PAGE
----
The legendary Alex Cooley.
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The legendary Alex Cooley.

Legendary Atlanta concert promoter Alex Cooley has died

The legendary Alex Cooley.
View Caption Hide Caption
The legendary Alex Cooley.
The legendary Alex Cooley.

The legendary Alex Cooley.


A piece of Atlanta music history has gone silent.

Alex Cooley, whose national legacy began with the Atlanta International Pop Festival in 1969 and continues in the shows at Eddie’s Attic, died in Florida Tuesday. He was 75 years old.

Cooley was born and raised in town, graduated from Grady High School, and got into music production in his 20s.

The Atlanta International Pop Festival, which Cooley helped produce, brought ’60s icons Janis Joplin, Led Zeppelin, the Staple Singers and others to the Atlanta Motor Speedway in Hampton in July 1969. Cooley also presented the Grateful Dead at a free concert in Piedmont Park at about the same time.

“We did it for the love of the music, we honestly did,” Cooley told the Atlanta Journal-Constitution in 1997 of the pop festival. “We made $6,000, and, believe it or not, we felt kind of guilty about making money on it.”

Cooley was one of a long list of promoters on the first festival, but by the time the second Atlanta International Pop Festival arrived in 1970, Cooley was the primary organizer. The second fest took place in Byron, with the Allman Brothers, one of many Southern rock bands whom Cooley befriended, leading the bill.

“You couldn’t talk about any of the Southern rockers without Alex’s name being mentioned,” said Kaedy Kiely, morning show host of classic rock station The River, who knew Cooley for 30 years. “There wasn’t a more sincerely nice, giving, loving person than Alex. He transcended the business.”

The second Atlanta International Pop Festival lineup included Jimi Hendrix, who played to the largest American audience of his career — estimated by some at more than 300,000 — a little more than two months before his death on Sept. 18, 1970.

“When (Alex) started, acts weren’t playing in the South – they thought of us as a bunch of redneck racists,” said Peter Conlon Tuesday afternoon as he emotionally recalled his longtime business relationship and friendship with Cooley. “He convinced these agents to bring artists like Janis (Joplin) and (Jimi) Hendrix to a major pop festival in south Georgia with a black headliner…I think you’d get the Nobel Prize for that.”

In the mid-1970s, Cooley established the Electric Ballroom, which hosted Fleetwood Mac, Rush, Kiss, Bruce Springsteen and many more. Later, he was the primary talent booker at the Great Southeast Music Hall. In 1978, he brought the Sex Pistols to that venue. It was an ill-fated tour that drew protests, gawkers and press from around the world.

But Cooley was probably best known for his years as a partner with Conlon in Concert/Southern Promotions. Conlon estimates the pair promoted 300-400 concerts per year during their partnership, which began in 1981.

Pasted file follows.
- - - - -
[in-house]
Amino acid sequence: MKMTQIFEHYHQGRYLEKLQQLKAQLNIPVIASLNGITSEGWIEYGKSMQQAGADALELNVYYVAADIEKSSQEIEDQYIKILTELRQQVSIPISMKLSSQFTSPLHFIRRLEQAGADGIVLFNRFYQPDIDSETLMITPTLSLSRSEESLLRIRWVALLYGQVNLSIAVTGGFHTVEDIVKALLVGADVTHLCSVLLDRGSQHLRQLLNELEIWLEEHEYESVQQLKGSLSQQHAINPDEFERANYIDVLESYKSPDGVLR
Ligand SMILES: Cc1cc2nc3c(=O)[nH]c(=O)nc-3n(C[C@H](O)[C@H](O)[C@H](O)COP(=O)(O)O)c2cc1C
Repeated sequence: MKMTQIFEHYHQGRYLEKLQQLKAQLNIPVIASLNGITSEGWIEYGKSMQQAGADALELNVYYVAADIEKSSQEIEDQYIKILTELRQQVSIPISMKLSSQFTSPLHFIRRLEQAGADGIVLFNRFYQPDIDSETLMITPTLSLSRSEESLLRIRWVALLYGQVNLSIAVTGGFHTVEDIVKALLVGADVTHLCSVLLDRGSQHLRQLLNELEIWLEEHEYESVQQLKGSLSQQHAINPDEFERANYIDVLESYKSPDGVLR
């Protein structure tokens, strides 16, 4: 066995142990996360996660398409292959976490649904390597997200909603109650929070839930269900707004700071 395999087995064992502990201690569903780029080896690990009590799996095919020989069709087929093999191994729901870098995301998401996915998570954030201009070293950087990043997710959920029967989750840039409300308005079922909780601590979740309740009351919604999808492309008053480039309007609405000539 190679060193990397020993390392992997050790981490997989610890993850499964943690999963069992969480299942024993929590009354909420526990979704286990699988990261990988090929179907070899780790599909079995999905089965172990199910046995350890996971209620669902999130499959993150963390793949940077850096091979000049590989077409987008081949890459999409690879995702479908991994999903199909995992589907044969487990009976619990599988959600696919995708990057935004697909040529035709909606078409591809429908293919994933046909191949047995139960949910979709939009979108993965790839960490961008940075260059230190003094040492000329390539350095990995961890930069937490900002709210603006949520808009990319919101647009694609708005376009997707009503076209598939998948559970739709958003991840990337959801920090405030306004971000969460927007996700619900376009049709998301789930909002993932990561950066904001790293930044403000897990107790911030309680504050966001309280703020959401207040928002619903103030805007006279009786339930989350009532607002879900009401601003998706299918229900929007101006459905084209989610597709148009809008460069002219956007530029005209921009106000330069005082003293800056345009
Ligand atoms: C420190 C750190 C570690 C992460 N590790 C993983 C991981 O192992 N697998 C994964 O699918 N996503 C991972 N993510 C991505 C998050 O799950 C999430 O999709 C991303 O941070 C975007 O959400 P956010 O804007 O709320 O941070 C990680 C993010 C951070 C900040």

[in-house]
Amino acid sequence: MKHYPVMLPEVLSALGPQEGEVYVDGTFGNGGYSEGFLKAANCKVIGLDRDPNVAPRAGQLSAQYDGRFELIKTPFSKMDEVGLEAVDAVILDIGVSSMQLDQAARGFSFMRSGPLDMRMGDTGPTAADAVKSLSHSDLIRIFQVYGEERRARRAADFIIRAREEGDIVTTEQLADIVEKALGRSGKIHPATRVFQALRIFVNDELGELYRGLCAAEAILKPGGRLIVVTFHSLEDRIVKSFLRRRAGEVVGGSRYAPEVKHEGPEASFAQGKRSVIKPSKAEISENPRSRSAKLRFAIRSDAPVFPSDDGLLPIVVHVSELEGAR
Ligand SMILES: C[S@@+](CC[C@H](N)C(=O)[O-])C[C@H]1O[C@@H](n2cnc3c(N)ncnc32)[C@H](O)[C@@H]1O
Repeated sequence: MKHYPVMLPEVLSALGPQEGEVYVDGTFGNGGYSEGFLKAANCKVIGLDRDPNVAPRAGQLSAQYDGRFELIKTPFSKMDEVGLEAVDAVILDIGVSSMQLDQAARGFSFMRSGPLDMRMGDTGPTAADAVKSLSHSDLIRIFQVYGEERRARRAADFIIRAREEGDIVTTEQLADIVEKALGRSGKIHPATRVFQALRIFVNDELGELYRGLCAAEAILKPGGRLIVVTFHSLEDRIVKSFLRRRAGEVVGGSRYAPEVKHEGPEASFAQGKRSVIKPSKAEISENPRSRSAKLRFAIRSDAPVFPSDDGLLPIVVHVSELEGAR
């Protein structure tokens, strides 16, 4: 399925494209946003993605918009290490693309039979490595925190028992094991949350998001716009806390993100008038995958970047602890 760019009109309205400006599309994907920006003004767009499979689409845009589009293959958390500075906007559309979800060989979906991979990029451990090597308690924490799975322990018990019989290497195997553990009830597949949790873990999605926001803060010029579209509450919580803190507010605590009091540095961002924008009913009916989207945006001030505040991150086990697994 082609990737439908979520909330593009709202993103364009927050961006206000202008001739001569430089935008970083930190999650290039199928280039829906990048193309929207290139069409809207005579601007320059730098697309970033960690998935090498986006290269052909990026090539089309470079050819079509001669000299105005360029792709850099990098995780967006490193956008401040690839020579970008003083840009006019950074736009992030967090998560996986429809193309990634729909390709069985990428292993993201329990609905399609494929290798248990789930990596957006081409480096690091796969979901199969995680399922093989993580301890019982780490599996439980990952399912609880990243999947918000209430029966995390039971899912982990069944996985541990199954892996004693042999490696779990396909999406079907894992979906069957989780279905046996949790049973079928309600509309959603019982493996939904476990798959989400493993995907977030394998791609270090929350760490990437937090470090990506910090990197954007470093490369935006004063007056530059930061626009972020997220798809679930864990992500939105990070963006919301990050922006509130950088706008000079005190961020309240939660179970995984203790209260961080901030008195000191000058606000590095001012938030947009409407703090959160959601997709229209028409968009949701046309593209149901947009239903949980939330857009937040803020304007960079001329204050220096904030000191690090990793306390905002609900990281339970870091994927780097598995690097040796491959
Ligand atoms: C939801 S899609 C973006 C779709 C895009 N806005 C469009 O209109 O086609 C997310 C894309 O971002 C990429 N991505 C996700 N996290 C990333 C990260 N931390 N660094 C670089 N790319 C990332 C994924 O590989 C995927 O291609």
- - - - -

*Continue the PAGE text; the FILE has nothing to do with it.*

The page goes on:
“We didn’t even have a contract for years until the lawyers told us we had to. We were working on handshakes,” Conlon said. “We used to laugh and say our relationship was more of a marriage than a business partnership.”

Alex Cooley holds the poster for the first Music Midtown festival.

Alex Cooley holds the poster for the first Music Midtown festival.

In addition to bringing some of the biggest names to town and running venues such as the Roxy and the Cotton Club, the pair produced Music Midtown, which debuted in 1994.

“Alex came up with the idea of Music Midtown. He wanted to do a festival before festivals were festivals – there was no Bonnaroo then. It was very small that first year – K.C. and the Sunshine Band was a headliner – but by the second year we had 60,000 people,” Conlon said.

Two years ago, Cooley joined Conlon at Piedmont Park during Music Midtown. The pair rode around the premises in a golf cart all day – “like we used to always do,” Conlon said.

They had sold their joint company in 1997, years after being established as the largest concert promoters in the southeast.

Concert/Southern was eventually gobbled up by larger corporate entities, landing at Clear Channel Communications, which spun off its events promotion arm as Live Nation. Conlon is now president of Live Nation Atlanta.

Cooley was inducted into the Georgia Music Hall of Fame in 1987.

“Alex loves concerts,” Conlon said. “He would spend more time worrying about the fan experience than the artist. He was so focused on the fan experience, like all of the great promoters, like Bill Graham.”

Alex Cooley, Andrew Hingley and Dave Mattingly at Eddie's Attic in 2013. Photo: PHIL SKINNER / PSKINNER@AJC.COM

Alex Cooley, Andrew Hingley and Dave Mattingly at Eddie’s Attic in 2013. Photo: PHIL SKINNER / PSKINNER@AJC.COM

In recent years, Cooley had been a partner at Eddie’s Attic, which he purchased with co-owner Dave Mattingly in 2011. Long one of the country’s premier acoustic venues, the club has diversified its bookings, though singer-songwriters are still a big part of the mix.

“I’ve learned an incredible lesson late in life,” Cooley told the AJC in a 2013 interview. “This talent that is out there … I didn’t know it was out there. It’s a whole new world (to me). I used to think that I developed talent with the Electric Ballroom and the Roxy, but those were still in the vein of what I was already working on — the artists might have already had a couple of hits. This is totally different.”

Cooley’s influence on the Atlanta music scene continues with his tutelage of Andrew Hingley, the talent buyer for Eddie’s Attic who has helped expand the venue’s reach and also, with Cooley’s guidance, established Atlanta’s Parklife music festival.

“He put a stamp on my life that will last forever,” Hingley said.

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Sign a guestbook in Cooley’s memory here.

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